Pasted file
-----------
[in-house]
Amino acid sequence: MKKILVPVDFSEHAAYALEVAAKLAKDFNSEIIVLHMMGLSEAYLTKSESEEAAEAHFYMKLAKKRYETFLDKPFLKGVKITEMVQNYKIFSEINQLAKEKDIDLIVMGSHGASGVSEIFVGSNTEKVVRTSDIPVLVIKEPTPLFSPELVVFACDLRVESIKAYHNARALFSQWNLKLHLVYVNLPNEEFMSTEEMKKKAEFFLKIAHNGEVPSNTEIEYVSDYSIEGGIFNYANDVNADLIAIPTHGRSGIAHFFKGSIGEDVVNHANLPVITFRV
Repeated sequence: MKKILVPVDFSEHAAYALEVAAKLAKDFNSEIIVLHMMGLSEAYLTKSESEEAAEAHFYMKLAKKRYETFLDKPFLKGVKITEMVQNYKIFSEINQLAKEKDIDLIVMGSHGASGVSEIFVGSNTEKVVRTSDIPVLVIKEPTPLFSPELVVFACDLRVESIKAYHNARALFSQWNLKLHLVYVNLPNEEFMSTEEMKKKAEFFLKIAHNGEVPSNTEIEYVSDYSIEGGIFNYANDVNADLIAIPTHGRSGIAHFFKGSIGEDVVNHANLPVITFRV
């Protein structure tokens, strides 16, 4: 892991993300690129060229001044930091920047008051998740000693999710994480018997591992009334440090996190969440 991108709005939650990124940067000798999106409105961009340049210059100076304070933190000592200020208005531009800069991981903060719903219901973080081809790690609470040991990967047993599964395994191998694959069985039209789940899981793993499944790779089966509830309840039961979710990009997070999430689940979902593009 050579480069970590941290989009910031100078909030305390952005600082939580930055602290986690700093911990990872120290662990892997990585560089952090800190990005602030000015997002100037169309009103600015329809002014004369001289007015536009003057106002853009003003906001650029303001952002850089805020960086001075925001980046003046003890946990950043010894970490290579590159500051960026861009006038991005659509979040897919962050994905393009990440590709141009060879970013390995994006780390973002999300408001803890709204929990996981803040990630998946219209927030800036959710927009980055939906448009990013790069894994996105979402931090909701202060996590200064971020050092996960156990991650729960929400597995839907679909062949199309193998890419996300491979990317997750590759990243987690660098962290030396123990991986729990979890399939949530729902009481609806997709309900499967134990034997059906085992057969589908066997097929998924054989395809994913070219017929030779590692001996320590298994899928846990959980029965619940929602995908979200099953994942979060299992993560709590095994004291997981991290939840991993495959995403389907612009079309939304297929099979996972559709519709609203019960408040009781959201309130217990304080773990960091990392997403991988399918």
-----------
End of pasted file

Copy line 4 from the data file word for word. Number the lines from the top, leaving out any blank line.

């Protein structure tokens, strides 16, 4: 892991993300690129060229001044930091920047008051998740000693999710994480018997591992009334440090996190969440 991108709005939650990124940067000798999106409105961009340049210059100076304070933190000592200020208005531009800069991981903060719903219901973080081809790690609470040991990967047993599964395994191998694959069985039209789940899981793993499944790779089966509830309840039961979710990009997070999430689940979902593009 050579480069970590941290989009910031100078909030305390952005600082939580930055602290986690700093911990990872120290662990892997990585560089952090800190990005602030000015997002100037169309009103600015329809002014004369001289007015536009003057106002853009003003906001650029303001952002850089805020960086001075925001980046003046003890946990950043010894970490290579590159500051960026861009006038991005659509979040897919962050994905393009990440590709141009060879970013390995994006780390973002999300408001803890709204929990996981803040990630998946219209927030800036959710927009980055939906448009990013790069894994996105979402931090909701202060996590200064971020050092996960156990991650729960929400597995839907679909062949199309193998890419996300491979990317997750590759990243987690660098962290030396123990991986729990979890399939949530729902009481609806997709309900499967134990034997059906085992057969589908066997097929998924054989395809994913070219017929030779590692001996320590298994899928846990959980029965619940929602995908979200099953994942979060299992993560709590095994004291997981991290939840991993495959995403389907612009079309939304297929099979996972559709519709609203019960408040009781959201309130217990304080773990960091990392997403991988399918």